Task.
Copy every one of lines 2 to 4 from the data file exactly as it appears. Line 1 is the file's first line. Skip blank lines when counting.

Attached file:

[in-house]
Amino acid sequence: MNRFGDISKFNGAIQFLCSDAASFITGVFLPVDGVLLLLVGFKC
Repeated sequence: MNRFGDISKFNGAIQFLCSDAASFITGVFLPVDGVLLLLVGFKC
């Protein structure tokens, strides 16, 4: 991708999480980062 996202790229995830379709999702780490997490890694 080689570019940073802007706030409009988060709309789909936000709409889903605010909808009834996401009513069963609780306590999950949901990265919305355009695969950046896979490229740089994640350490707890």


Amino acid sequence: MNRFGDISKFNGAIQFLCSDAASFITGVFLPVDGVLLLLVGFKC
Repeated sequence: MNRFGDISKFNGAIQFLCSDAASFITGVFLPVDGVLLLLVGFKC
């Protein structure tokens, strides 16, 4: 991708999480980062 996202790229995830379709999702780490997490890694 080689570019940073802007706030409009988060709309789909936000709409889903605010909808009834996401009513069963609780306590999950949901990265919305355009695969950046896979490229740089994640350490707890």